USMLE Answer 56
56. The correct answer is D. Rupture of the free left ventricular wall is a frequently fatal complication that may occur in the first week after myocardial infarction (MI). At this stage, the infarcted area is composed of friable necrotic myocardium and early granulation tissue. It is during this crucial phase, therefore, that rupture usually occurs. Blood rushes out, filling the pericardial sac and causing compression of the left ventricle. Cardiac tamponade ensues, and the patient usually dies of acute cardiogenic shock.
Aortic dissection (choice A) is not a complication of MI, although cardiac tamponade may also follow this acute condition when dissection works its way back toward the aortic root. Aortic dissection usually develops in aortas affected by cystic medial degeneration (CMD), which is due to fragmentation of elastic laminae with accumulation of myxoid material in the aortic media. CMD may be either sporadic or associated with Marfan syndrome.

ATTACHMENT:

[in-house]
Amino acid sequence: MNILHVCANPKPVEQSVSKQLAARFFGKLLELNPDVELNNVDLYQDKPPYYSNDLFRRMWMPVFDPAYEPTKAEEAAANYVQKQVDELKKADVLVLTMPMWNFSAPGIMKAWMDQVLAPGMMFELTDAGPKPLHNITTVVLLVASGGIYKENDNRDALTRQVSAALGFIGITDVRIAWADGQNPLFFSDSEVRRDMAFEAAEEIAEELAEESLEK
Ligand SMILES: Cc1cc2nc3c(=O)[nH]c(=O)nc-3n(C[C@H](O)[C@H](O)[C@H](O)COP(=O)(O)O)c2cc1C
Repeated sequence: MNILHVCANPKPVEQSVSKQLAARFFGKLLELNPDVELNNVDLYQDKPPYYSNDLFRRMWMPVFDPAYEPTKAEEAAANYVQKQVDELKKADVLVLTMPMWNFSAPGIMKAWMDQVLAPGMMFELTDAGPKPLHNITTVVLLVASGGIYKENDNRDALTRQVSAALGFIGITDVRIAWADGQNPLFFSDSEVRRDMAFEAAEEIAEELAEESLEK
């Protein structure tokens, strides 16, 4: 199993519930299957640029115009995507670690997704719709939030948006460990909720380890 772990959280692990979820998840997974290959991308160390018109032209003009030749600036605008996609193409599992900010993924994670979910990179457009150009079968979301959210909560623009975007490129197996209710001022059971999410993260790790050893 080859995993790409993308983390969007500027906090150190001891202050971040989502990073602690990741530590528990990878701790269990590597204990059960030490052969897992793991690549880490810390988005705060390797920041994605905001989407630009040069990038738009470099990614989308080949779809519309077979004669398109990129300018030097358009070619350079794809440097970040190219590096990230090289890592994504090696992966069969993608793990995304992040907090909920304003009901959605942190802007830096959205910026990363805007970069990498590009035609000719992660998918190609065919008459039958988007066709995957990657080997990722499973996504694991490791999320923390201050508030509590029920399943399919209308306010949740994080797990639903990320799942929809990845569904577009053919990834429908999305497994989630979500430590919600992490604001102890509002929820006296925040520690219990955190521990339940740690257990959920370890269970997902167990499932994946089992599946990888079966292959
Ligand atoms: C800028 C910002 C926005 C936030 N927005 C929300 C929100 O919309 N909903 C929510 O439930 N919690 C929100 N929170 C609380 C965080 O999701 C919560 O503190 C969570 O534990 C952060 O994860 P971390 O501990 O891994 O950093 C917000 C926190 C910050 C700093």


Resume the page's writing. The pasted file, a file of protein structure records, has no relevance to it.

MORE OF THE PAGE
Extension of a previous MI (choice B) may occur in the first few hours or days after MI. It may aggravate or precipitate cardiogenic shock and/or arrhythmias, but it does not cause cardiac tamponade.
Arrhythmias (choice C) are frequent complications of MI and are often fatal, producing cardiac arrest (ventricular fibrillation) or aggravating cardiac dysfunction.
If infarction involves papillary muscles, these may rupture (choice E). This complication is followed by valvular dysfunction and may manifest with signs of mitral regurgitation and acute congestive heart failure.